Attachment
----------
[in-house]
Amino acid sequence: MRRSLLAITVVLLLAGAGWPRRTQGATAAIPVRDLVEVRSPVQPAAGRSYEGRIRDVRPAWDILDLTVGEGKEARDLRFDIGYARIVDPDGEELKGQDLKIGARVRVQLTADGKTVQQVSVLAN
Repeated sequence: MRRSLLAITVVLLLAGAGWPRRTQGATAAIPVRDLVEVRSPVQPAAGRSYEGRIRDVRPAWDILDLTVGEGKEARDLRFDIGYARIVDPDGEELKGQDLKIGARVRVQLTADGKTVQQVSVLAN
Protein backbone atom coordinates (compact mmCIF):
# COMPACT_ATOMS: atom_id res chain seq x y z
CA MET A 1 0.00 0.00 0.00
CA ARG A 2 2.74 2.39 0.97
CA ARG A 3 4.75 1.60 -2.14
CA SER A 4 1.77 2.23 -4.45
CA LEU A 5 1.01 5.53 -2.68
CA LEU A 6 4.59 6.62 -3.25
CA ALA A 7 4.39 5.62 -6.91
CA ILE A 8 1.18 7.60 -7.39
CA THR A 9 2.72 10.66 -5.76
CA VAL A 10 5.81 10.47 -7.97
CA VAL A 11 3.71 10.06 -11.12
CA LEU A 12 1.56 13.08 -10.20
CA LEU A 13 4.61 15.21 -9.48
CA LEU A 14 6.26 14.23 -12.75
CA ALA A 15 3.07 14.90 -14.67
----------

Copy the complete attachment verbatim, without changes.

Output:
[in-house]
Amino acid sequence: MRRSLLAITVVLLLAGAGWPRRTQGATAAIPVRDLVEVRSPVQPAAGRSYEGRIRDVRPAWDILDLTVGEGKEARDLRFDIGYARIVDPDGEELKGQDLKIGARVRVQLTADGKTVQQVSVLAN
Repeated sequence: MRRSLLAITVVLLLAGAGWPRRTQGATAAIPVRDLVEVRSPVQPAAGRSYEGRIRDVRPAWDILDLTVGEGKEARDLRFDIGYARIVDPDGEELKGQDLKIGARVRVQLTADGKTVQQVSVLAN
Protein backbone atom coordinates (compact mmCIF):
# COMPACT_ATOMS: atom_id res chain seq x y z
CA MET A 1 0.00 0.00 0.00
CA ARG A 2 2.74 2.39 0.97
CA ARG A 3 4.75 1.60 -2.14
CA SER A 4 1.77 2.23 -4.45
CA LEU A 5 1.01 5.53 -2.68
CA LEU A 6 4.59 6.62 -3.25
CA ALA A 7 4.39 5.62 -6.91
CA ILE A 8 1.18 7.60 -7.39
CA THR A 9 2.72 10.66 -5.76
CA VAL A 10 5.81 10.47 -7.97
CA VAL A 11 3.71 10.06 -11.12
CA LEU A 12 1.56 13.08 -10.20
CA LEU A 13 4.61 15.21 -9.48
CA LEU A 14 6.26 14.23 -12.75
CA ALA A 15 3.07 14.90 -14.67